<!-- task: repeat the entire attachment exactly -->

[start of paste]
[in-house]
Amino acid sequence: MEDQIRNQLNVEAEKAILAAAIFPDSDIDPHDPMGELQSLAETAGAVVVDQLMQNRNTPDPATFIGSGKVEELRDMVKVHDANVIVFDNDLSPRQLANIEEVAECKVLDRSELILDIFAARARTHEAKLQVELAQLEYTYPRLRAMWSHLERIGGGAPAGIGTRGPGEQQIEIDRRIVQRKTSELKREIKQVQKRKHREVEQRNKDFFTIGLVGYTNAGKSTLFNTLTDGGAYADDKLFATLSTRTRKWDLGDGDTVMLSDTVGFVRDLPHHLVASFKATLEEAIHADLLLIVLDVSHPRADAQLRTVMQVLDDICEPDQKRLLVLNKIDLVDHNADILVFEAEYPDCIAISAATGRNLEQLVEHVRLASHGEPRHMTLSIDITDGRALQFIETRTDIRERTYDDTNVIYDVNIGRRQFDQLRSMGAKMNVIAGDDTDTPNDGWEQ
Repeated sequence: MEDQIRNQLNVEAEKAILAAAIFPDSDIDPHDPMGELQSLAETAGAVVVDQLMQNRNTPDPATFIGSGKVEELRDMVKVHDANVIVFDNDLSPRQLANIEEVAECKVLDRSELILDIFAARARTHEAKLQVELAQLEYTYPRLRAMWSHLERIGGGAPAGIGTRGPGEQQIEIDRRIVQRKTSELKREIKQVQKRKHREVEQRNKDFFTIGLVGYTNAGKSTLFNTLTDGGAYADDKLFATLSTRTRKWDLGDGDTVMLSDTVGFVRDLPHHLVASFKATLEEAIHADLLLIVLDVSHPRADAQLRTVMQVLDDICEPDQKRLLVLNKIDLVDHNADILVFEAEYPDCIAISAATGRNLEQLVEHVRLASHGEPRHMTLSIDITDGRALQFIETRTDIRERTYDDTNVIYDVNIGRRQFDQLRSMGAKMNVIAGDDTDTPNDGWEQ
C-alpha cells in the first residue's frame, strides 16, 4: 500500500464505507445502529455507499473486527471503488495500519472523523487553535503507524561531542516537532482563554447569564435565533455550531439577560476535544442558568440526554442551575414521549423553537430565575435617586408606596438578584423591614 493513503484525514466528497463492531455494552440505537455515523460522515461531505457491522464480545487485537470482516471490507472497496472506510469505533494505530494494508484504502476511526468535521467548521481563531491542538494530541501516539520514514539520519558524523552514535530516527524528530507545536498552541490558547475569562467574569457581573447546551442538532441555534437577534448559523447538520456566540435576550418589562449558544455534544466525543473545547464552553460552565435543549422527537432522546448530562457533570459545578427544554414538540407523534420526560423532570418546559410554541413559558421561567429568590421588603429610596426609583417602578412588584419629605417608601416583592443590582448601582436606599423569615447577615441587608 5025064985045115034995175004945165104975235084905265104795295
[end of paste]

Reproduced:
[in-house]
Amino acid sequence: MEDQIRNQLNVEAEKAILAAAIFPDSDIDPHDPMGELQSLAETAGAVVVDQLMQNRNTPDPATFIGSGKVEELRDMVKVHDANVIVFDNDLSPRQLANIEEVAECKVLDRSELILDIFAARARTHEAKLQVELAQLEYTYPRLRAMWSHLERIGGGAPAGIGTRGPGEQQIEIDRRIVQRKTSELKREIKQVQKRKHREVEQRNKDFFTIGLVGYTNAGKSTLFNTLTDGGAYADDKLFATLSTRTRKWDLGDGDTVMLSDTVGFVRDLPHHLVASFKATLEEAIHADLLLIVLDVSHPRADAQLRTVMQVLDDICEPDQKRLLVLNKIDLVDHNADILVFEAEYPDCIAISAATGRNLEQLVEHVRLASHGEPRHMTLSIDITDGRALQFIETRTDIRERTYDDTNVIYDVNIGRRQFDQLRSMGAKMNVIAGDDTDTPNDGWEQ
Repeated sequence: MEDQIRNQLNVEAEKAILAAAIFPDSDIDPHDPMGELQSLAETAGAVVVDQLMQNRNTPDPATFIGSGKVEELRDMVKVHDANVIVFDNDLSPRQLANIEEVAECKVLDRSELILDIFAARARTHEAKLQVELAQLEYTYPRLRAMWSHLERIGGGAPAGIGTRGPGEQQIEIDRRIVQRKTSELKREIKQVQKRKHREVEQRNKDFFTIGLVGYTNAGKSTLFNTLTDGGAYADDKLFATLSTRTRKWDLGDGDTVMLSDTVGFVRDLPHHLVASFKATLEEAIHADLLLIVLDVSHPRADAQLRTVMQVLDDICEPDQKRLLVLNKIDLVDHNADILVFEAEYPDCIAISAATGRNLEQLVEHVRLASHGEPRHMTLSIDITDGRALQFIETRTDIRERTYDDTNVIYDVNIGRRQFDQLRSMGAKMNVIAGDDTDTPNDGWEQ
C-alpha cells in the first residue's frame, strides 16, 4: 500500500464505507445502529455507499473486527471503488495500519472523523487553535503507524561531542516537532482563554447569564435565533455550531439577560476535544442558568440526554442551575414521549423553537430565575435617586408606596438578584423591614 493513503484525514466528497463492531455494552440505537455515523460522515461531505457491522464480545487485537470482516471490507472497496472506510469505533494505530494494508484504502476511526468535521467548521481563531491542538494530541501516539520514514539520519558524523552514535530516527524528530507545536498552541490558547475569562467574569457581573447546551442538532441555534437577534448559523447538520456566540435576550418589562449558544455534544466525543473545547464552553460552565435543549422527537432522546448530562457533570459545578427544554414538540407523534420526560423532570418546559410554541413559558421561567429568590421588603429610596426609583417602578412588584419629605417608601416583592443590582448601582436606599423569615447577615441587608 5025064985045115034995175004945165104975235084905265104795295